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Finlay-de Monchy, M. (1995). Narcissism: pathology of the post-modern self or healthy and socially progressive investment of the interests of self-centered subject-hood? For Robert Young. Free Associations, 5(4):453-482.

(1995). Free Associations, 5(4):453-482

Articles

Narcissism: pathology of the post-modern self or healthy and socially progressive investment of the interests of self-centered subject-hood? For Robert Young

Marike Finlay-de Monchy

Introduction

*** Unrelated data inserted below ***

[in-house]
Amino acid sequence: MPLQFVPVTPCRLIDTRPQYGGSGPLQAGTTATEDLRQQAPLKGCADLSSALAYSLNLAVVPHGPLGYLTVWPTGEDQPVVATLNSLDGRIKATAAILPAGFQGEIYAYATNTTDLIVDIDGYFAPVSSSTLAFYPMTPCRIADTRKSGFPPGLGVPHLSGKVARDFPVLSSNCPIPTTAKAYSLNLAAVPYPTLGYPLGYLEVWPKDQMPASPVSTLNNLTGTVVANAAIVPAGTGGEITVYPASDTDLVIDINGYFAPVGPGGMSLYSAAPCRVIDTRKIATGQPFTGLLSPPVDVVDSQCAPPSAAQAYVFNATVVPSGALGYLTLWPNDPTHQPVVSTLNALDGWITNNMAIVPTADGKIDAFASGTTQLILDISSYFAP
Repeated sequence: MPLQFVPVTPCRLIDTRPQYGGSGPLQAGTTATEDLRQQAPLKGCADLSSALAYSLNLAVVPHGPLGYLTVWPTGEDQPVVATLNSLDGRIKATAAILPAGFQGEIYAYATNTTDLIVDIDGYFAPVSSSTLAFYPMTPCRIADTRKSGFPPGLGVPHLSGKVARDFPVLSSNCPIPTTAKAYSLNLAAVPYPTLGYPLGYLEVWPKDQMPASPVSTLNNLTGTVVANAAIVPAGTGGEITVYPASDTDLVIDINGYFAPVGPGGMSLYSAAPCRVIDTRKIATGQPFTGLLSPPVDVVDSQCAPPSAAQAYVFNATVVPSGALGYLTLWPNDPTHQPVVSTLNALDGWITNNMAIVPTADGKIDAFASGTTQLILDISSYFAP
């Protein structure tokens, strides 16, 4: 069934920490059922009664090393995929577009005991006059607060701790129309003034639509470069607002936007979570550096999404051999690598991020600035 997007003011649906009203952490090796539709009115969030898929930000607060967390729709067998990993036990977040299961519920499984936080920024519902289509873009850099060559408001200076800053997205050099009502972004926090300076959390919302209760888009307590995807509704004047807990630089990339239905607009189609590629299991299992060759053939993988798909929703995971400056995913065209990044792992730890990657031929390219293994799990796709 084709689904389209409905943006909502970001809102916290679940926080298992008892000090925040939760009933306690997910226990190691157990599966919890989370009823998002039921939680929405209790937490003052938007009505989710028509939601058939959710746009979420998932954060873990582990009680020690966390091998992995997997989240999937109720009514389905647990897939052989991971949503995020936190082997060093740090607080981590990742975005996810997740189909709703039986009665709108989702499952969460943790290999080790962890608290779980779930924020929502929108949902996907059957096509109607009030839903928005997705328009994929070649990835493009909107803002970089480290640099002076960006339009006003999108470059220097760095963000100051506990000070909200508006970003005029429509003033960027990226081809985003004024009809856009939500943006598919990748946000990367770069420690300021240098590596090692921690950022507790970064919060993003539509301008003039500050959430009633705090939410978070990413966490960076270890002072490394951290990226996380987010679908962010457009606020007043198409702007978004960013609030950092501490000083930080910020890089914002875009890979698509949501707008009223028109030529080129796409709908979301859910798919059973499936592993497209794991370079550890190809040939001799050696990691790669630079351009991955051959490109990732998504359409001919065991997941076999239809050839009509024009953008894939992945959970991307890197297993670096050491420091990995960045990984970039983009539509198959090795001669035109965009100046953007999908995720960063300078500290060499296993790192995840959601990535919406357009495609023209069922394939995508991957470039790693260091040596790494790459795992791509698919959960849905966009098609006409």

Recently, there has been a host of works dealing with the theory of the subject in the light of certain social phenomena referred to as post-modernity and seen to be cultural extensions or generalizations of what were previously labelled as individual pathologies. The sickness is now seen to be not only in the individual but also, and worse still, to have spread epidemically to large groups in society, even to a cultural Geist. By way of example, I will refer primarily to one such case, which Free Associations has asked me to review, David Michael Levin's edited collection of essays, Pathologies of the Modern Self: Post-Modern Studies on Narcissism, Schizophrenia and Depression (1987). This book has two sets of texts, at least on the surface: (1) those dealing with an epistemic critique of the institutions of pathology, i.e., the physical and disciplinary sites of its emergence; and (2) those dealing with the possibility of the emergence of a self different from the modern self and its positive and negative implications.

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